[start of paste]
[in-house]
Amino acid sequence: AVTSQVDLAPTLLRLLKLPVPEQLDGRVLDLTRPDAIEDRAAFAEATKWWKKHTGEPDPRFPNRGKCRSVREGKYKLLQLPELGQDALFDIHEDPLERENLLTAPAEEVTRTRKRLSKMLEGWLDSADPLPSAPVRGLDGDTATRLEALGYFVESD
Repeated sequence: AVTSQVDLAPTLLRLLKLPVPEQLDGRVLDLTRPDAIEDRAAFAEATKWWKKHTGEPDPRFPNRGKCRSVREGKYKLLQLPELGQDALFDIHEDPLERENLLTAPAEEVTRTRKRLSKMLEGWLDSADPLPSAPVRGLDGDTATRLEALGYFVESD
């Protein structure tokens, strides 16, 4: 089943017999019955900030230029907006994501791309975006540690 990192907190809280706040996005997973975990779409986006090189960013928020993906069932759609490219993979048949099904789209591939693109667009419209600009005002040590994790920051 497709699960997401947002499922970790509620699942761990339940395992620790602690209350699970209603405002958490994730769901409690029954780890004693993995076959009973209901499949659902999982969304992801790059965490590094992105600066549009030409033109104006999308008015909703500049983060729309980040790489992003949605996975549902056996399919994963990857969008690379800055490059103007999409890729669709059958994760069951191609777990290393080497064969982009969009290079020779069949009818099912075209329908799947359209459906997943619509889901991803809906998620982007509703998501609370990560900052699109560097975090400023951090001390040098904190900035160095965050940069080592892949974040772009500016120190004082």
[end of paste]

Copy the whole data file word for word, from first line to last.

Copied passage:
[in-house]
Amino acid sequence: AVTSQVDLAPTLLRLLKLPVPEQLDGRVLDLTRPDAIEDRAAFAEATKWWKKHTGEPDPRFPNRGKCRSVREGKYKLLQLPELGQDALFDIHEDPLERENLLTAPAEEVTRTRKRLSKMLEGWLDSADPLPSAPVRGLDGDTATRLEALGYFVESD
Repeated sequence: AVTSQVDLAPTLLRLLKLPVPEQLDGRVLDLTRPDAIEDRAAFAEATKWWKKHTGEPDPRFPNRGKCRSVREGKYKLLQLPELGQDALFDIHEDPLERENLLTAPAEEVTRTRKRLSKMLEGWLDSADPLPSAPVRGLDGDTATRLEALGYFVESD
């Protein structure tokens, strides 16, 4: 089943017999019955900030230029907006994501791309975006540690 990192907190809280706040996005997973975990779409986006090189960013928020993906069932759609490219993979048949099904789209591939693109667009419209600009005002040590994790920051 497709699960997401947002499922970790509620699942761990339940395992620790602690209350699970209603405002958490994730769901409690029954780890004693993995076959009973209901499949659902999982969304992801790059965490590094992105600066549009030409033109104006999308008015909703500049983060729309980040790489992003949605996975549902056996399919994963990857969008690379800055490059103007999409890729669709059958994760069951191609777990290393080497064969982009969009290079020779069949009818099912075209329908799947359209459906997943619509889901991803809906998620982007509703998501609370990560900052699109560097975090400023951090001390040098904190900035160095965050940069080592892949974040772009500016120190004082």